For almost as long as there has been poetry, there has also existed the defense of poetry, as though the dainty and utility-less ‘excessive thing’ always needed its advocates. In the Ion dialogue, Socrates compares poetry to Euripides’ magnet, the Heraclean stone, that “attracts iron rings inducing in the rings the power to do the same themselves in turn-namely attract other rings, so that sometimes a long chain of iron rings is formed, suspended from one another, all having the force derived from the stone… the spectator is the last of the rings… You – the rhapsode or the actor – are the middle link, and the poet himself is the first.”[ix] Thus, the poet is closer to the Muses and divine nature – “I’m a poet. That’s what makes me interesting,” the Russian futurist is not far removed from the classical understanding of the social role of the poet. “The spectator being the last of the rings” – within the confines of a traditionalist hierarchy of being, the furthest rung is both the most numerous and least individuated; the uninteresting masses. The inartistic, untouched by the muses, catches merely the fleeting secondhand catharsis of the poet’s connection with the divine, if he is lucky. What aristocratic conceits these poets have!

For my own conceits, not merely prolonged metaphors and contrived revelations; as Plath writes, “Perhaps you consider yourself an oracle, Mouthpiece of the dead, or of some god or other.”[x] My Cantos is well inspired by that of Pound’s corpus and gods and the style is somewhere closer to that of Eliot in places, and its subject matter tends towards Yeats and Mallarme; for certain it is thoroughly modern verse. And for certain Pound and I worship at the same temple of Western Civilization, longing for its palingenesis – after all, if only in mock jest, “Every woman adores a Fascist.” Contrasting from Bukowski’s sickest and lowest pedigree who is “writing the story of Pound,” my cantos are not merely a retelling of Pound or of an attempt to replicate his style; rather, it is my own, as I am my own. As Pound utilized the conventions, themes, motifs and images of the Canon to relay his own trials; the Ariadne thread runs through mine as well.

[i] Eliot, T. S. Essays on poetry and poets. London Boston: Faber and Faber, 1957. Print. 229.

[ii] Frye, Northrop. The critical path : an essay on the social context of literary criticism. Bloomington: Indiana University Press, 1971. Print.

[iii] Bukowski, Charles. Love is a dog from hell : poems, 1974-1977. Santa Barbara, Calif: Black Sparrow Press, 1977. Print. 240.

[iv] Bukowski, Charles. Notes of a dirty old man. San Francisco: City Lights Books, 1973. Print.

[v] Nietzsche, Friedrich W., and Graham Parkes. Thus spoke Zarathustra : a book for everyone and no one. Oxford New York: Oxford University Press, 2008. Print. 111.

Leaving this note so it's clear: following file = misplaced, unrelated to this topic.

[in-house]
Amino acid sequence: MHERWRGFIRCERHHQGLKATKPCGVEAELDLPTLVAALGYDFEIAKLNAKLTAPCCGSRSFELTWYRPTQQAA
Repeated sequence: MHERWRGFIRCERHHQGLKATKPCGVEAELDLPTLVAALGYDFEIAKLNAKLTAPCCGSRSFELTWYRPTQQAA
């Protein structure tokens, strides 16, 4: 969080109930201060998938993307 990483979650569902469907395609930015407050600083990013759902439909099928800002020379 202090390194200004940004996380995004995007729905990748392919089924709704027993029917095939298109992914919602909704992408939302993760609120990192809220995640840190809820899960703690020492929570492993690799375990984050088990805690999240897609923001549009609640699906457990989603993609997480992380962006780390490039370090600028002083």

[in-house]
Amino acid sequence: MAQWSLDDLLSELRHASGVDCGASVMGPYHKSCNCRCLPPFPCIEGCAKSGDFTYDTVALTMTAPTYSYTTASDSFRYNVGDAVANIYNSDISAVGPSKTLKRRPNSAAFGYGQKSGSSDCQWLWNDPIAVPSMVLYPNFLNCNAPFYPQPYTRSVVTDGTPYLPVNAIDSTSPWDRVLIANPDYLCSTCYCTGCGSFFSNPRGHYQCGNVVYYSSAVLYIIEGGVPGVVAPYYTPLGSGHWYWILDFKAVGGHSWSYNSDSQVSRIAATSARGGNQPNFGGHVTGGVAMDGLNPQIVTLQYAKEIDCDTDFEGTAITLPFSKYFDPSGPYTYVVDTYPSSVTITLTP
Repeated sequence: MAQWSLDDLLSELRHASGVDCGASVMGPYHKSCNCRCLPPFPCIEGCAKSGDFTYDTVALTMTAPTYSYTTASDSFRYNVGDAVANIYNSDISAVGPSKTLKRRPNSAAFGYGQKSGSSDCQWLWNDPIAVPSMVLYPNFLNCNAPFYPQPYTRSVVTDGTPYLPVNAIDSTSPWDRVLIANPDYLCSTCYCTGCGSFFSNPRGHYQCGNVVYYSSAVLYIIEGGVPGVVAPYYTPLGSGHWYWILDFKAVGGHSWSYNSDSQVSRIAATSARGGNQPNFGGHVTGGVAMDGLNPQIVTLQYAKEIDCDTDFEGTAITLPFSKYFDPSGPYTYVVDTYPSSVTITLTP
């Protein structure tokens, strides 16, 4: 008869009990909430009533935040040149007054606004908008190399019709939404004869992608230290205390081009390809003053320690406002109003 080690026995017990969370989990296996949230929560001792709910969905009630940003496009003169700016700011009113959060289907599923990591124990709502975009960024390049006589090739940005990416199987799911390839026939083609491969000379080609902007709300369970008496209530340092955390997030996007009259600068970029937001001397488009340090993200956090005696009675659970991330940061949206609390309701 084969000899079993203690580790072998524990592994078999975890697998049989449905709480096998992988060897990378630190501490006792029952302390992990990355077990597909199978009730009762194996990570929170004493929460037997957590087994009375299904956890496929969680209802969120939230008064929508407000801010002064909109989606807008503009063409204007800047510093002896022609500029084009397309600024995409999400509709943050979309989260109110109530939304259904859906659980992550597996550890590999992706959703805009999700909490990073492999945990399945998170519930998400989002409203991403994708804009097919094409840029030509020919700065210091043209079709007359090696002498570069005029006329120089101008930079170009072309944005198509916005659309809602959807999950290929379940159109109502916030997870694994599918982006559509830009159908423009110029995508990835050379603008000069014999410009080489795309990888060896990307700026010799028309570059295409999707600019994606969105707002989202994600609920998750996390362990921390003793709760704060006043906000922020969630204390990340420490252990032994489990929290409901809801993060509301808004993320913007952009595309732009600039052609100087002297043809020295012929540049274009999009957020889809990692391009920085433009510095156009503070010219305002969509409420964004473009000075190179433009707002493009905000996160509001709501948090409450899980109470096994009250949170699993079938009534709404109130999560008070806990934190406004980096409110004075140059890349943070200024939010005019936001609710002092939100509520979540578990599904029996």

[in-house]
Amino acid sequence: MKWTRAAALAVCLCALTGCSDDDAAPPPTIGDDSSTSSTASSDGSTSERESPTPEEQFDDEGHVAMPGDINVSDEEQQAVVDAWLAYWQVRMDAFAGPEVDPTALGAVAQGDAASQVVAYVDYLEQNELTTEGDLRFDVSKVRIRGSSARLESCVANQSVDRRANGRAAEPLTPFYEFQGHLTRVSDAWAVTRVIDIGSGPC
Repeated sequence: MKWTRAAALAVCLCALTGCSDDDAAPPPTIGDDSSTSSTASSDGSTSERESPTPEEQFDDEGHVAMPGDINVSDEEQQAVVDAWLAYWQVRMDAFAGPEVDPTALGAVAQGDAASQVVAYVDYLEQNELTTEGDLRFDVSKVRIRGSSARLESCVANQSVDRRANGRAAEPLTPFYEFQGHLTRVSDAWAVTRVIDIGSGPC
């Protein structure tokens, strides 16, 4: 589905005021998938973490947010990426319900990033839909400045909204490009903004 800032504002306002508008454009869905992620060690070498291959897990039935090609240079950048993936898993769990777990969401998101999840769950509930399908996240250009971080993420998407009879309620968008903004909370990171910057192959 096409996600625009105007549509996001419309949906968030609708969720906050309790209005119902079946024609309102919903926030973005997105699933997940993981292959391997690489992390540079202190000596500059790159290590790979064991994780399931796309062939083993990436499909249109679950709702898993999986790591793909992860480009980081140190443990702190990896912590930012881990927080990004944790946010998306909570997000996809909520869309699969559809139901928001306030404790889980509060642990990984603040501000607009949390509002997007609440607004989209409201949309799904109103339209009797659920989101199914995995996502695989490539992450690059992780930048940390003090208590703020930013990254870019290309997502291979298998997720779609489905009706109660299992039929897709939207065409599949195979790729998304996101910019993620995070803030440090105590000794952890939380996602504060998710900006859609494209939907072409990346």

[vii] Snukal, Robert. High talk : the philosophical poetry of W.B. Yeats. Cambridge: Cambridge University Press, 2010. Print. 91.

[viii] Bataille, Georges, Fred Botting, and Scott Wilson. The Bataille reader. Oxford, UK Malden, MA: Blackwell, 1997. Print. 9.

[ix] Russell, D. A., and Michael Winterbottom. Classical literary criticism. Oxford England New York: Oxford University Press, 2008. Print. 7.

[x] Geddes, Gary. 20th-century poetry & poetics. Toronto: Oxford University Press, 1985. Print. 443.


Canto I: Hortus Conclusus

I invited all the freaks

To a tea party in my garden

And all the world showed up today

So many eccentricities

Spilling into the flowers

Creating new varieties

And through it all

There is you, and there is me

Entwined ever faithfully

In these rosebushes

Mindfully, we move

Careful of the thorns

Impulsive movements

Leaving us

All bloody and torn

Love lost and woman scorn

There is a man with a face forlorn

With The desire to be bathed in the sun

And to die

And be reborn

When his time has come


And these roses, do they emerge from Pierian springs

Where the muses bathed

Is there a song to sing?

Of the love of a good woman who saves

A beast in a jungle

A Minotaur in a maze

A dead god’s corpse instructs:

‘A little love is a dangerous thing’

Drink deep, or taste not Beatrice’s spiral spring


Mechanistic clocks bleeding grains of sand

Such commotion outside, such arrears

To be paid, to be made, moneychangers

In temples without images – bland

They call it business, they herald its triumph

Over Tradition, above Pound, vulgarities abound

And the pleasures, herein my dear, mingling, are of two sorts:

Either too sterile to matter

Or too germ-ridden to be impressed upon the breast

But we, in here

A hortus conclusus – us


Outside the knackeries, your social niceties

Beyond the apothecaries, and between the abattoirs

There lies a perennial truth beating inside the womb